Peter Kramer/NBCBack in April, a songwriter named Guy Hobbs sued Elton John, alleging that the Rocket Man ***** lyrics he'd written and incorporated them into his 1985 hit "Nikita" without permission. Now, John is firing back.
TMZ reports that Elton is asking for the suit to be thrown out of court, noting in legal documents, "The suggestion that the Grammy-Award winning composer/lyricist team of Elton John and Bernie Taupin...would need to copy these commonplace elements from [Hobbs'] lyrics is not only baseless and absurd, but it also misses the essential legal point."
What's the legal point? Well, Hobbs says his song, which was called "Natasha," was written in 1982 after he had an affair with a Russian cruise ship waitress. John's song is about a Western guy who falls in love with an East German female border guard during the Cold War. The idea of a Western guy falling for a woman from the Eastern Bloc isn't something you can copyright, Elton's lawyers point out.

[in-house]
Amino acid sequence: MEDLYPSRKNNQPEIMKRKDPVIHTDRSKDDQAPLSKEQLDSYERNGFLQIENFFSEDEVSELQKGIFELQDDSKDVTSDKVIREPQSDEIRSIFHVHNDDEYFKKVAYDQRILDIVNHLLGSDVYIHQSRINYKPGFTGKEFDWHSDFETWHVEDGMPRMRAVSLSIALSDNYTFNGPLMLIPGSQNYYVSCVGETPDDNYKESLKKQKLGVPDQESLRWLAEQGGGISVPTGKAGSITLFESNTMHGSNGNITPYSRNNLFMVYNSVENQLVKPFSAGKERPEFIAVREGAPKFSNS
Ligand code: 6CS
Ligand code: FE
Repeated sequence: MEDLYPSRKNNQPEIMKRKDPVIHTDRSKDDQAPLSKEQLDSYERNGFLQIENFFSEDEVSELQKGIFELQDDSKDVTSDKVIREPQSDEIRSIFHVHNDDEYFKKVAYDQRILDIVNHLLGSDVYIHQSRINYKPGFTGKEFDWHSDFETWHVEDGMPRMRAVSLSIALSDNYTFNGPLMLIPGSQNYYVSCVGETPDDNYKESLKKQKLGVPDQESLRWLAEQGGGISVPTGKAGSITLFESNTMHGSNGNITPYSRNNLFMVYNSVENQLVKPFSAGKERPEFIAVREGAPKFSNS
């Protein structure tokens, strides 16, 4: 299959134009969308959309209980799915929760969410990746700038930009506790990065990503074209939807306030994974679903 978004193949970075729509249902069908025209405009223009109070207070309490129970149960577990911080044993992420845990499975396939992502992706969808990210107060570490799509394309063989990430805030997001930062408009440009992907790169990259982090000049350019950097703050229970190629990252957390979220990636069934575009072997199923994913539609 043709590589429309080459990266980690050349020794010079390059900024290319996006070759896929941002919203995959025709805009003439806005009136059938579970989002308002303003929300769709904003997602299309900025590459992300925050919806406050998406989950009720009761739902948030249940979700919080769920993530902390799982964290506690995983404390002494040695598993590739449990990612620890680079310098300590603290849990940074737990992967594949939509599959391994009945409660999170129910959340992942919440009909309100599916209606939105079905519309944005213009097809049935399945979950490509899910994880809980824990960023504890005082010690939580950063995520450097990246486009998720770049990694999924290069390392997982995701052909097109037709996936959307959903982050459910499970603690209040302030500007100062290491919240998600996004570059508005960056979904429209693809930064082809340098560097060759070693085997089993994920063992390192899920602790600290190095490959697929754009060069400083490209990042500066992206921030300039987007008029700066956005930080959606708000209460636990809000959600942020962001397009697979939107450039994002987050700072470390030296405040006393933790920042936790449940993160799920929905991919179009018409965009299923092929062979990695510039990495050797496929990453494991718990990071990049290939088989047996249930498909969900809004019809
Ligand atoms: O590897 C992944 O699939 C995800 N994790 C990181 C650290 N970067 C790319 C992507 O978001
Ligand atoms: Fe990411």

As for the "commonplace elements," Hobbs had accused John in his suit of copying his use of phrases like "I need you" in the chorus, in addition to other commonly-used words like "just" and "never."
TMZ reports that Elton's legal documents insist that Hobbs' suit is so vague that he has no right to sue for copyright infringement, and so asks for the case to be dismissed.
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